Christian Seifried, a retired mail carrier in Newport, died last week at age 90. But his legacy lives so dramatically that we're compelled to repeat the story for anyone who doubts the power of one person to accomplish lasting change.
Mr. Seifried's obituary, published Friday in The Enquirer, told a simple, inspiring story of an ordinary man who helped take on an extraordinary challenge: Root out mob-controlled corruption and vice that once earned Newport the label of "Sin City."
Seifried delivered mail in Newport's west end in the 1940s and the 1950s and was "horrified" at the brothels and gambling halls he saw, and especially at the children he saw hanging around them. He told The Cincinnati Enquirer in 1961 that he "made a pledge to God and myself that I'd so something about it if the opportunity ever presented itself."
It did and he did.
Working with clergy, business and community leaders, Seifried helped form The Committee of 500. The group led a long-term crackdown on vice and political corruption in old Newport.
Making daily mail rounds, Seifried helped collect evidence that was combined with other information to oust several city and county officials accused of secretly working with organized crime operating gambling casinos and brothels in Newport.
Committee members kept the public light shining on what was going on, and that "really helped make the difference," said Mr. Seifried's son, Roger, of Loveland.
The obituary quotes a nationally-recognized activist Gary Bauer. He was a Newport teenager in those days and said the effort inspired him to pursue a life of political activism and social change. Bauer, 56, a member of President Reagan's administration, ran for the Republican nomination for president in 2000 and today heads a Washington-based advocacy group called American Values.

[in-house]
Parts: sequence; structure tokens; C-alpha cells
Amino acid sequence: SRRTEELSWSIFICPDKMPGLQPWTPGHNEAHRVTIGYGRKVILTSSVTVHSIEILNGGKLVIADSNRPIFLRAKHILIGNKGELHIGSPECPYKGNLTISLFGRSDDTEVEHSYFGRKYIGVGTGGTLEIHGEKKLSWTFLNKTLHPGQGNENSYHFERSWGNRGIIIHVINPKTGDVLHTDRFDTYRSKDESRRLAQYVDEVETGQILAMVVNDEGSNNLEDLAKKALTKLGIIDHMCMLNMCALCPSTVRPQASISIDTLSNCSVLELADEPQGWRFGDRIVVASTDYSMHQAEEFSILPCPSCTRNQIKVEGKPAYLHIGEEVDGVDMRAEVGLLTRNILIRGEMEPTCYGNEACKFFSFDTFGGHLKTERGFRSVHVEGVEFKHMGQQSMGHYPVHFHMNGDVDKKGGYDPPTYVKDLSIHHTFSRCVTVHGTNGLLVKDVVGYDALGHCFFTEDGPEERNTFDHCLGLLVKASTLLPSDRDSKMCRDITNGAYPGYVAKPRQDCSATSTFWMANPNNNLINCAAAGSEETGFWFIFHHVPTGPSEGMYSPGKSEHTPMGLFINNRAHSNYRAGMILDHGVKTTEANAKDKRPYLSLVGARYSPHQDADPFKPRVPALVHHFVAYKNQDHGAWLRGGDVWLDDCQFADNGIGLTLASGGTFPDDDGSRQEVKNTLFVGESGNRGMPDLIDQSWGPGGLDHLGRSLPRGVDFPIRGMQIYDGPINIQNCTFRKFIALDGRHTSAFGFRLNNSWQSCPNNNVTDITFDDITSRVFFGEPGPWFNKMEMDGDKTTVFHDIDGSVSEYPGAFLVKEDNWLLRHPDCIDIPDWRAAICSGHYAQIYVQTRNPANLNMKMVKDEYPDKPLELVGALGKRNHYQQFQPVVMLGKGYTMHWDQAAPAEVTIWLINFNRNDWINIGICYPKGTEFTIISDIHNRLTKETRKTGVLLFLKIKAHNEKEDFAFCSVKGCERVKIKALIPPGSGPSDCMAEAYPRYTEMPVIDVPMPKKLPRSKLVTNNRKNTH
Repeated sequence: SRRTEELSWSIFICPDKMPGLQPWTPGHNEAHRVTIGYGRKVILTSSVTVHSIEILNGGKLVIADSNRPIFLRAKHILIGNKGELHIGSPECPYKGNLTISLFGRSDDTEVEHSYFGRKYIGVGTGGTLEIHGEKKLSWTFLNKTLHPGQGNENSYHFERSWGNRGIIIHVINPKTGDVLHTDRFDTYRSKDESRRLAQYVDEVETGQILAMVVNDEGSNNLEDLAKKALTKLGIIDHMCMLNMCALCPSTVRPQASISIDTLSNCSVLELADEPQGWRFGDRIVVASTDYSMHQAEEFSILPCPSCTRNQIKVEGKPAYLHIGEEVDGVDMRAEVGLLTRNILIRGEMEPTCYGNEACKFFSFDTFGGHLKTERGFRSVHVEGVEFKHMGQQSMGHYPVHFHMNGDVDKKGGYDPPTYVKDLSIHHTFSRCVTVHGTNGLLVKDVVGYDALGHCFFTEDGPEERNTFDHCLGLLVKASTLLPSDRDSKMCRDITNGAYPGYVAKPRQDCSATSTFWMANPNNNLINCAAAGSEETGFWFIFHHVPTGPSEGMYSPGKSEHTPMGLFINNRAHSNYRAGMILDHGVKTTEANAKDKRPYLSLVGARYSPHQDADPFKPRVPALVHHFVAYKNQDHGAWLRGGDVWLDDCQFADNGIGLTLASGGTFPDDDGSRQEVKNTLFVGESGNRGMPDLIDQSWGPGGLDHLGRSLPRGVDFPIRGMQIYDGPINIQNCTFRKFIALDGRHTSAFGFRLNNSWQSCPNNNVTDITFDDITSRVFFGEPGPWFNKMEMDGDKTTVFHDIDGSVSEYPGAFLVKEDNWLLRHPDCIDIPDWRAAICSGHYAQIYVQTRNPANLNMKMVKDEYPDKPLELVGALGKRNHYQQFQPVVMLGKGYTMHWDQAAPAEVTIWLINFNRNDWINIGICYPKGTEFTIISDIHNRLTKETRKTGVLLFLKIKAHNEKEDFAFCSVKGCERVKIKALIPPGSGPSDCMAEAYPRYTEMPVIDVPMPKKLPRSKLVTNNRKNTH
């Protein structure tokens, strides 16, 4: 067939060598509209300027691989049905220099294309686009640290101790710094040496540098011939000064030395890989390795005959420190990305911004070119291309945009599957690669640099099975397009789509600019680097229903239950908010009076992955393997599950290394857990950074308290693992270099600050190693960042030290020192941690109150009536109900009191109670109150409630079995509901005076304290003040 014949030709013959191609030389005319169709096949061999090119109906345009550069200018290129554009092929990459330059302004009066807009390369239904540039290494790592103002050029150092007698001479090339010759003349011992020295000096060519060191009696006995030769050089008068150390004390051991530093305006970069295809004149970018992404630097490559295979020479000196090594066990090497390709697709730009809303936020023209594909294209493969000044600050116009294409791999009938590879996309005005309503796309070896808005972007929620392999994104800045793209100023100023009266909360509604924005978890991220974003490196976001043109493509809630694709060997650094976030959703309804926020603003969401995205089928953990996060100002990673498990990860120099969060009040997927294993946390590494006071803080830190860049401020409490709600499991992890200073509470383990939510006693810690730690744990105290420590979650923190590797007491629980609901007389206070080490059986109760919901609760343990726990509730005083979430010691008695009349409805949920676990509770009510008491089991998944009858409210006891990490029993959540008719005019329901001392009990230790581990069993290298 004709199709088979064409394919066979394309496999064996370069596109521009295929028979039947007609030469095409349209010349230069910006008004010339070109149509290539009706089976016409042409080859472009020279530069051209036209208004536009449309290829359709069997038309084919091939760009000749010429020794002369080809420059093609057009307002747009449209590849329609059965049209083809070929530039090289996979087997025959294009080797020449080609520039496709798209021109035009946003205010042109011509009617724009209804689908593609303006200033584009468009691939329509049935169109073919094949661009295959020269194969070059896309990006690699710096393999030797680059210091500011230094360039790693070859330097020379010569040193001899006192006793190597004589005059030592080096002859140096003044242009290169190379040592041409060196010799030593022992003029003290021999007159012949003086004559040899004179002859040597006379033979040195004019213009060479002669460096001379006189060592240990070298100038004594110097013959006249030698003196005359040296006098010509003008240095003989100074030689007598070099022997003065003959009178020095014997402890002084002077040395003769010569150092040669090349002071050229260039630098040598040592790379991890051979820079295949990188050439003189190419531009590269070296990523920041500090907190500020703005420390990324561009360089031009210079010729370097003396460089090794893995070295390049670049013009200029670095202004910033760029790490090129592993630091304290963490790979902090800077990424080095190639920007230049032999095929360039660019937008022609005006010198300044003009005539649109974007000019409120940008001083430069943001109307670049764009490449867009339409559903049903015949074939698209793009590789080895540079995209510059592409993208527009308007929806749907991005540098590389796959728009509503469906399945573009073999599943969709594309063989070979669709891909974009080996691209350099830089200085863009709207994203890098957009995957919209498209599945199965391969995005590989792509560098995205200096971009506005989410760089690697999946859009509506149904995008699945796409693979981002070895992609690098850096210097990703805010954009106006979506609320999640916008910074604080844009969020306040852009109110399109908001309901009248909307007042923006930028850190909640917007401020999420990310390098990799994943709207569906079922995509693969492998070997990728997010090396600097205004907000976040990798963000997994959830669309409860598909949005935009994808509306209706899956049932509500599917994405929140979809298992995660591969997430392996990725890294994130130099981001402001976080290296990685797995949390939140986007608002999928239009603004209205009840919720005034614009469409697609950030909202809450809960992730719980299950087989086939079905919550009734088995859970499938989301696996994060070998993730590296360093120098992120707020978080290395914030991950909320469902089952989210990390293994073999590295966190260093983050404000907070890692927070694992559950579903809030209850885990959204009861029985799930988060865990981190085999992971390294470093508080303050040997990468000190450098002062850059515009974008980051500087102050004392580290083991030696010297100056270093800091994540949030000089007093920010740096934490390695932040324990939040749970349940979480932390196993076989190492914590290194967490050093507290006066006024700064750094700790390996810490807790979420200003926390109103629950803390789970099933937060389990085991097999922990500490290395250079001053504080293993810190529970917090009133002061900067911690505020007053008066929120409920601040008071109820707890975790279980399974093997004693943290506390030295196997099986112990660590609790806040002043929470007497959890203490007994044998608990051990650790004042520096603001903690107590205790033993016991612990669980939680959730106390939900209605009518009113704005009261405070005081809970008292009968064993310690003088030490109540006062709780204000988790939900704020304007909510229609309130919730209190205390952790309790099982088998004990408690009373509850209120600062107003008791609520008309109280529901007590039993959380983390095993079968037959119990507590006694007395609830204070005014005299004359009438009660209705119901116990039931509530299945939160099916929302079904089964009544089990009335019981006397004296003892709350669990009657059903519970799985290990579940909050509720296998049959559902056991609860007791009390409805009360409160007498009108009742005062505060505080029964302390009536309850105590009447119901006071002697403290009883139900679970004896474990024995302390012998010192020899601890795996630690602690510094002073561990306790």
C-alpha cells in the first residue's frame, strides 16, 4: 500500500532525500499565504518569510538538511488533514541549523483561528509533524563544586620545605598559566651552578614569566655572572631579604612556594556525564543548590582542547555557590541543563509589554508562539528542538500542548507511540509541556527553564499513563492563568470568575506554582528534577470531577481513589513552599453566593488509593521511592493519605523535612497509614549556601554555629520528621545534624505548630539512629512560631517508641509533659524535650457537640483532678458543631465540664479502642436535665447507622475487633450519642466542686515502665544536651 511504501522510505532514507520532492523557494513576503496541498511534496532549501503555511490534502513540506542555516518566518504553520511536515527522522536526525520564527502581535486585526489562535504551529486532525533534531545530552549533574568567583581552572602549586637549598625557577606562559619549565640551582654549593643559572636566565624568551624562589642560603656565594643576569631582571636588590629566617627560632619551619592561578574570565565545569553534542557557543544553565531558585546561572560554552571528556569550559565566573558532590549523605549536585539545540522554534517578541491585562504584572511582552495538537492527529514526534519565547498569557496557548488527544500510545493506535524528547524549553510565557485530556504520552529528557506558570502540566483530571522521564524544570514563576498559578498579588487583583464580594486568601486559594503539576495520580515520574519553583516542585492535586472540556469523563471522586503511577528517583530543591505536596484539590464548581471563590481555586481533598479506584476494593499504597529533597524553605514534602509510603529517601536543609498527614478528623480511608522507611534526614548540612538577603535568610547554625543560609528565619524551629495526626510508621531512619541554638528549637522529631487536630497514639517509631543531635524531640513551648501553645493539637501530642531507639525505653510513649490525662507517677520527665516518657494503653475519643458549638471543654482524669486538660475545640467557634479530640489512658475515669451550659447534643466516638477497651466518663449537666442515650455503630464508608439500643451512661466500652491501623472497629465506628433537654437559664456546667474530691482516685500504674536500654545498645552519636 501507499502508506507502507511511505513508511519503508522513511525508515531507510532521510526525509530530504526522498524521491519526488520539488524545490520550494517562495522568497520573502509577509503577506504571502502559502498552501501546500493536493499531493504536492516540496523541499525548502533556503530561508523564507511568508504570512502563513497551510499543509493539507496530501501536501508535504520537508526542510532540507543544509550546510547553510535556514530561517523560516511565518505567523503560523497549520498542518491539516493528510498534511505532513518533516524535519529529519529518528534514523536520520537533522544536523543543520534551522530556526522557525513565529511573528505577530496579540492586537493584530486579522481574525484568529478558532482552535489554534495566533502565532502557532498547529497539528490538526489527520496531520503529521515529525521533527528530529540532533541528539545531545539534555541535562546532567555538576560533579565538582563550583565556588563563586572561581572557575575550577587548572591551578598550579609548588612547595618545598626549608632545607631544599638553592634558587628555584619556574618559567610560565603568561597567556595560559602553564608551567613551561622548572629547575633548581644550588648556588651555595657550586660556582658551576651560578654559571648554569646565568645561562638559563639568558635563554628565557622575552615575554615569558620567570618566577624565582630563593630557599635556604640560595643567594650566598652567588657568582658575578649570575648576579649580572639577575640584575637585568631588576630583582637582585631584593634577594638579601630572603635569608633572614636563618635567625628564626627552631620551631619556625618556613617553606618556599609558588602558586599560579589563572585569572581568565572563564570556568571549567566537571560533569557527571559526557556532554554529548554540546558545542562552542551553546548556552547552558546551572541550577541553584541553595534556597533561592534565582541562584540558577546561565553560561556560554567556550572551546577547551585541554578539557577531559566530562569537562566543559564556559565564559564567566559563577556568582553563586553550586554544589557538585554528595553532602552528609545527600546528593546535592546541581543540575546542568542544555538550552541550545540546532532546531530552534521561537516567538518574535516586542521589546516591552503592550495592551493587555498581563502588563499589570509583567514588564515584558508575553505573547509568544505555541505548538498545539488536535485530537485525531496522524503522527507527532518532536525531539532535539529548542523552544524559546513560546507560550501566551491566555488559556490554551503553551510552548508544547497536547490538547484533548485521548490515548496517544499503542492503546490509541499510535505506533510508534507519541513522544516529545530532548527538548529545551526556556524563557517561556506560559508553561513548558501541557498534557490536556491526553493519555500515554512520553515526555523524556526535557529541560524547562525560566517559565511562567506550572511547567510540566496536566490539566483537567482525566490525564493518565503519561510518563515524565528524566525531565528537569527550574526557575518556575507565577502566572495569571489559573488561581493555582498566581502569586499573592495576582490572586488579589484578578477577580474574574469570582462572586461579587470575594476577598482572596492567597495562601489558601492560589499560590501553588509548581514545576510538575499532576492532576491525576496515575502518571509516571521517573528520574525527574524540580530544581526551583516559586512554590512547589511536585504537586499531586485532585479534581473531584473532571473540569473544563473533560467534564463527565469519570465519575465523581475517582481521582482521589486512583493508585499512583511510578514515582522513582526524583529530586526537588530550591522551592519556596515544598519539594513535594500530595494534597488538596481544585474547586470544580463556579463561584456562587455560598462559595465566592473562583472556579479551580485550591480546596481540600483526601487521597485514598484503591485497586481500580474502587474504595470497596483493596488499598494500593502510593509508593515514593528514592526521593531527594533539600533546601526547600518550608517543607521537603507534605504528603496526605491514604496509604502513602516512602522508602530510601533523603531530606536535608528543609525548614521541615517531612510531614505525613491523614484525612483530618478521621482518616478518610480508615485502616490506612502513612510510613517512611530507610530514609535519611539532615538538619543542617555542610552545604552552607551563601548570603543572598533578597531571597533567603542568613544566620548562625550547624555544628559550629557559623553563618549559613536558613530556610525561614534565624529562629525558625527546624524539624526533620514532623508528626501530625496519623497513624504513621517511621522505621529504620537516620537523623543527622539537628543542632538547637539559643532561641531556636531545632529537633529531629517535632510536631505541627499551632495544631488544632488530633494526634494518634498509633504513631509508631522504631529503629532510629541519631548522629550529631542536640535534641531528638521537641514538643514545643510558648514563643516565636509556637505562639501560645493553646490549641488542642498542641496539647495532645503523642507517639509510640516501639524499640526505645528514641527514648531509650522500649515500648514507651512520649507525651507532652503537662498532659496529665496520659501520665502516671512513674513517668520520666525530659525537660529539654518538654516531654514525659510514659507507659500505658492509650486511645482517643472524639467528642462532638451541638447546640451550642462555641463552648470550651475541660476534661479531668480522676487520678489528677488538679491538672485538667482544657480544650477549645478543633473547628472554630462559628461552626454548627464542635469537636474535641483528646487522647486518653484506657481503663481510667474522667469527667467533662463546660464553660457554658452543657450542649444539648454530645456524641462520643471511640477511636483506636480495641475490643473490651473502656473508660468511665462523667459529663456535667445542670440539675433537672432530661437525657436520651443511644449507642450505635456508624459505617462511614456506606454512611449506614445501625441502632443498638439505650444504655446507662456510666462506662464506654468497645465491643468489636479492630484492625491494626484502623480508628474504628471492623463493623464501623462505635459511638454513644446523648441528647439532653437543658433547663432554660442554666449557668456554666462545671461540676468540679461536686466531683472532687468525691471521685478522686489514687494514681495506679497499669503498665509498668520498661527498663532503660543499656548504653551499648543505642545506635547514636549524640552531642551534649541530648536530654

Bauer said the work of Seifried and others in the battle for Newport "was an early example of the difference citizen activism can make in a community by using the liberties we have in this great country. The whole effort inspired me."
Seifried was a working man who saw a wrong in his own back yard and fought to right it. He helped reshape a city and ultimately influence this region. Stories like his should be retold to remind us of the power of one, ordinary person, motivated by principle, patience and passion, to accomplish much.
EDITORIAL PAGE HEADLINES
Beale, but different
Legacy of involvement